Throughout his career, Michael Douglas has served as a barometer for America's dominant moods and fears. In 1989, the threat of Japan's vigorous economy was cause enough to make Paramount dispatch Douglas to Tokyo to improve our flagging self-esteem. Black Rain offers a zeitgeist-friendly depiction of Japan as a scary, inscrutable menace with a populace divided between risk-averse salarymen and glowering, murderous sociopaths.
Ridley Scott's sleek thriller casts Douglas as a swaggering, motorcycle-riding dirty cop hired to transport a Japanese gang member back to his home country. When Douglas and sharp-dressed partner/comic relief Andy Garcia accidentally release their dangerous charge back to his own gang, Douglas vows to track him down. Garcia's cold-blooded murder at the hands of the same gang then pushes Douglas' renegade cop from on-the-edge to over-the-edge. In a sign that the film diligently plays by the rules even though its hero doesn't, Douglas' tormented cop hooks up with a by-the-book Japanese cop (Ken Takakura) for some late-'80s ethnically mismatched buddy-cop action.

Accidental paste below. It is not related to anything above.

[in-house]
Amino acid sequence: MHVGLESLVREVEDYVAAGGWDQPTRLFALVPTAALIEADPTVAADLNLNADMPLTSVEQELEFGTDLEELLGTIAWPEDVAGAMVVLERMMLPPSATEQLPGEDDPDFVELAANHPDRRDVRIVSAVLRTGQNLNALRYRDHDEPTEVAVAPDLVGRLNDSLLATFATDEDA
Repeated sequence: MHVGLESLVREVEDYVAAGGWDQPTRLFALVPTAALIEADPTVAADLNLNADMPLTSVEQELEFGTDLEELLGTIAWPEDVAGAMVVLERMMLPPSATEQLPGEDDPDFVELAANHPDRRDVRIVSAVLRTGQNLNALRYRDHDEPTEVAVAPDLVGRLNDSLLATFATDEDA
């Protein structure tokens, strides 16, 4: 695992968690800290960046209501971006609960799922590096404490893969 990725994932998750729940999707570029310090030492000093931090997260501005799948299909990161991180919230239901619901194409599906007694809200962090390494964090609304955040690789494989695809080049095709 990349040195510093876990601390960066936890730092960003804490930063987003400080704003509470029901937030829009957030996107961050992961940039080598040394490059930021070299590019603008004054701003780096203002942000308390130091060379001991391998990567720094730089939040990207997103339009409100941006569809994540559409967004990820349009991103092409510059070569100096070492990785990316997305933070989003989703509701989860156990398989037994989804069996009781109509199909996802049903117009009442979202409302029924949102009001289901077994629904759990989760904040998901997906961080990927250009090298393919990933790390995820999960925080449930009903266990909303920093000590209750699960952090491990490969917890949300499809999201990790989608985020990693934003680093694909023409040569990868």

Scott's best films (Blade Runner, Black Hawk Down, Alien) are an effortless fusion of style and substance, but here, as in Hannibal, he's saddled with material that barely rises to the level of risible pulp. Black Rain is puffed full of so much macho posturing, mindless aggression, and witless profanity that it risks a fatal case of testosterone poisoning. The film's hypnotic orgies of neon, shafts of light, moody shadows, and ubiquitous clouds of steam offer a nonstop feast for the eyes, while the laughable script invites the mind to indulge in a two-hour-long catnap.
Key features: A Scott commentary joins a slew of making-of documentaries that take the film from casting and scripting through shooting and post-production.